In today’s bright and busy world, it can be easy to miss out on the rest you need. When trying to remain at optimal health, you may need to develop a self-assessment that helps you determine
1) how much sleep do I need?
2) how can I foster better sleep?
3) what do I need to change to make that happen?
Sleep Needs and Health Challenges
Per the National Sleep Foundation, adults need 7 to 9 hours of sleep to stay healthy, while older adults need 7 to 8 hours.
The amount of sleep you need can be subjective. For example, you may find that the darkness of the winter saps your energy. You may find that you have plenty of energy but are struggling to lose weight, or need caffeine to keep you going through the day.
If you find that you:
- need coffee after lunch
- get sleepy while you’re driving
- can’t lose weight no matter how hard you try
- can’t fall asleep once you do get to bed
Then you will likely need to find a way to get more rest.
Monitor Your Mental Health
Symptoms of poor or insufficient sleep may crop up in your brain as well as your belly. For example, poor sleep can lead to memory challenges and anxiety. If you find it difficult to remember what you read, watched or discussed from day to day, try getting more sleep to support a healthy brain.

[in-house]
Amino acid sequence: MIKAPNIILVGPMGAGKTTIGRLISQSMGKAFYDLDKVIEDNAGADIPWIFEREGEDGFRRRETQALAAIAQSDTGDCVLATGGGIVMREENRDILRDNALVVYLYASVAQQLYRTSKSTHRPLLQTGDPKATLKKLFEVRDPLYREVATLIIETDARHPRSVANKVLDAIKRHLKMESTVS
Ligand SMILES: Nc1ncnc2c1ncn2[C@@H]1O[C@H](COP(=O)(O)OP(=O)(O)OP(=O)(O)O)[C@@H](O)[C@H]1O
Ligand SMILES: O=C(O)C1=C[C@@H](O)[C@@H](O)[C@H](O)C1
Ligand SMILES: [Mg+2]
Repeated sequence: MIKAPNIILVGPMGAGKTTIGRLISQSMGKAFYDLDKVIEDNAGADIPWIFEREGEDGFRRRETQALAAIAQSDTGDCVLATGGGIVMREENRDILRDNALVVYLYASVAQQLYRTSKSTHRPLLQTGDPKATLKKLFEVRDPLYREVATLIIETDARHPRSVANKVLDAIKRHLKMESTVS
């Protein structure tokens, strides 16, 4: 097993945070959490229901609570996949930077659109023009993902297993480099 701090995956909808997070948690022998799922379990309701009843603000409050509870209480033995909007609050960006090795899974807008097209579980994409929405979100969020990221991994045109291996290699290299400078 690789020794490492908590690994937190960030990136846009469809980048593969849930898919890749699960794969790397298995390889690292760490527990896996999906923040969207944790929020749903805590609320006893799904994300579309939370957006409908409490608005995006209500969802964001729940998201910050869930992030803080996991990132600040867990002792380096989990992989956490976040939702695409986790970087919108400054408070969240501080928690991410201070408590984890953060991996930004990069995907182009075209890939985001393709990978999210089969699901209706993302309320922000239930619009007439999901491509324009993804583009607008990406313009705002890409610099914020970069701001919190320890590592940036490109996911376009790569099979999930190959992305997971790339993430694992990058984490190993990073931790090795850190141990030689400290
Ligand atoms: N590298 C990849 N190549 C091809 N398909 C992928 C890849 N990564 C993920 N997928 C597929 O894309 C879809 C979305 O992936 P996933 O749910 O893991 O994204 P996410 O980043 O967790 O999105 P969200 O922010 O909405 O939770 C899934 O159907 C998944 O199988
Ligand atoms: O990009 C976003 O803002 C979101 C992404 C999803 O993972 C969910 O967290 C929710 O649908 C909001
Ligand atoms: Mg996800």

Additionally, being constantly sleep-deprived can make it very difficult to control your emotions. If you feel constantly on-edge or seem to struggle with your temper, poor sleep might be getting in the way of staying emotionally consistent with yourself, family members and co-workers.
Facing the Problem
Poor sleep habits will show up on your skin. In addition to the traditional dark circles, you may find that your skin is dull, your eyes are puffy or red, and your smile may be turned upside-down. Sleep is the time that your cells rejuvenate, so if your body is fighting for the sleep it needs, this will become visible.
When working out how much sleep do I need, keep an eye on your face. If you’re using more concealer than before, or if you find wrinkles that weren’t there yesterday and are obviously not laugh lines, you likely need to get more, and better quality, rest.
Quality Rest Takes Vigilance
Some people like to read before bed. Some find it just wakes them up even more, especially if they use an e-reader or tablet. The general consensus is that you should avoid electronic screens in the bedroom, but many readers simply refuse to give up their e-readers.
When possible, reverse the screen light so the background is black to reduce your exposure to light. Keep your bedroom dark. Invest in a mattress that works with your body so you can sink into it, and great sleep.
Poor sleep habits can wreak havoc on your health and brain. Be vigilant about getting quality rest. The health of your life may be depending on it.